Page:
Massive Landslide Buries California’s Highway 1

Massive Landslide Buries California’s Highway 1

A ‘one of a kind,’ ‘mother of all landslides’ disaster buried an iconic route and added to the $1 billion in highway damage in the state.

A massive landslide buried a section of a scenic highway in California’s Big Sur region and added a bulge of debris to the Pacific Coast on May 20. It was the largest landslide in the state’s history, according to a spokesperson for the California Department of Transportation, Susana Cruz. cnn called it a “monster of a landslide,” and residents are calling it “the mother of all landslides.”

Geologists will now have to redraw about 1,500 feet of state maps.

Before the weekend landslide, crews of engineers and road workers had already been repairing previously damaged sections of Highway 1, an iconic route that winds along the Pacific Coast. They removed their equipment and abandoned the area when they noticed how unstable the land was. The earth eventually buckled, and about a million tons of rocks and dirt tumbled down the Mud Creek area of Big Sur, blocking a third of a mile of the coastal highway with debris as high as 40 feet.

“I don’t think [repair crews] anticipated anything of this magnitude,” said another spokesperson for the California Department of Transportation, Jim Shivers. Repairs that could have taken weeks will now take months. And millions of dollars. Those repairs might include relocating dirt, building a wall or constructing “dirt drains.”

Authorities in Big Sur could not immediately estimate when the road could be cleared and repaired. In fact, they couldn’t even visit the site to assess the damage for days because the earth was still unstable. “A lot of Big Sur is moving; you just don’t see it,” cautioned California Coastal Commission district director Dan Carl. “This type of thing may become more frequent.”

The landslide has effectively buried Big Sur’s tourism industry. It adds to California’s $1 billion-highway damage in over 400 locations during the fiscal year that ends in June. That’s nearly double the previous fiscal year.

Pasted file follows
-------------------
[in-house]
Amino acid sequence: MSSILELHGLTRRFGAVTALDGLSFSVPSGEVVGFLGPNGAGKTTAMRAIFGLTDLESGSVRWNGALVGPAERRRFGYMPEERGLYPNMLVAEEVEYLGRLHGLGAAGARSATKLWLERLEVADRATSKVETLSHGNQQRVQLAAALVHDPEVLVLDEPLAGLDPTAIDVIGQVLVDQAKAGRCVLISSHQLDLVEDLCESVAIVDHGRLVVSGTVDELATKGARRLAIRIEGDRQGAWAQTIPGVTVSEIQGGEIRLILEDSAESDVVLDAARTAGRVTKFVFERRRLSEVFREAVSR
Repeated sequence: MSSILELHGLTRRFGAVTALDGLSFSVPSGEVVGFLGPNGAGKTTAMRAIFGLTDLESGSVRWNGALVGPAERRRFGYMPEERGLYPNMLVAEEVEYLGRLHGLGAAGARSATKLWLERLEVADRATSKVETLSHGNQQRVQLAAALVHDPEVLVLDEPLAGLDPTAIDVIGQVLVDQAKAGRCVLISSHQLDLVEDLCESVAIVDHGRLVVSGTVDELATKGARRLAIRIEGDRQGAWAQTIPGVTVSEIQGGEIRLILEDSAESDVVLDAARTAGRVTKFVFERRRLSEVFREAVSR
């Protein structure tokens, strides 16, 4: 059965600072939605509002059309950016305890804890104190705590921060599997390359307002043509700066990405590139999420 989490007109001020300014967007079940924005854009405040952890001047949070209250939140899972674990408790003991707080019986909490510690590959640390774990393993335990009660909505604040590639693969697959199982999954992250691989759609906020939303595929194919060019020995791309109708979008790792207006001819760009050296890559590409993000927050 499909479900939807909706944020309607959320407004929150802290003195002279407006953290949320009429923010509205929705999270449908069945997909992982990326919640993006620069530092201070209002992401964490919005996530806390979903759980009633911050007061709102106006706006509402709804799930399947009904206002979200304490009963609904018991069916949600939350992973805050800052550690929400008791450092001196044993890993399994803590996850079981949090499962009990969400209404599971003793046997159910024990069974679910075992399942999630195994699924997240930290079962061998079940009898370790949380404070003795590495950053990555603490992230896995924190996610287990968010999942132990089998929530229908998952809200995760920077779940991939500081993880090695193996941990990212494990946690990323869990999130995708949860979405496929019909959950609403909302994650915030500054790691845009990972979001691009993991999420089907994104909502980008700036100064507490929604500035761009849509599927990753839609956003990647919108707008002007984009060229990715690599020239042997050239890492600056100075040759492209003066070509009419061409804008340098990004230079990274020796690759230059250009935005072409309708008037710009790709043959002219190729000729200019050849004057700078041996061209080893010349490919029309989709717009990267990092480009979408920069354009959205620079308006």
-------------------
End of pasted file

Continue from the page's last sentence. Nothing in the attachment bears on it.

California has been devastated by a record-breaking, five-year drought, and now, during this past winter, the state has been plagued by heavy snows, rains, floods and consequent coastal erosion and landslides.

Perhaps no other state in America—or in the world, for that matter—is illustrative of natural disasters of biblical proportions that involve concurrent drought and floods.

The Associated Press reported on May 23:

This winter has been particularly rough for Big Sur, state transportation spokesman Colin Jones said. Repeated landslides and floods have taken out bridges and highways, closed campgrounds, and forced some resorts to shut down temporarily or use helicopters to fly in guests and supplies. …

Last year, a wildfire burned for nearly three months in the Los Padres National Forest and on private land, sparked by an illegal campfire. Thousands of visitors were shut out from signature state parks and the businesses that cater to those tourists.

npr wrote on May 25 that “in the ongoing battle between Mother Nature and Highway 1, nature has decisively won this round.”

This “ongoing battle,” particularly in the state of California, may actually be a curse and a fulfillment of a prophecy in the biblical book of Amos: “I kept the rain from falling when your crops needed it the most. I sent rain on one town but withheld it from another. Rain fell on one field, while another field withered away” (Amos 4:7; New Living Translation).

California has been the home of some of the choicest blessings on Earth. Our free book The United States and Britain in Prophecy explains why those blessings are being replaced by curses. Request your free copy to understand the real cause of California’s curses. Consider also requesting our free booklet Why ‘Natural’ Disasters?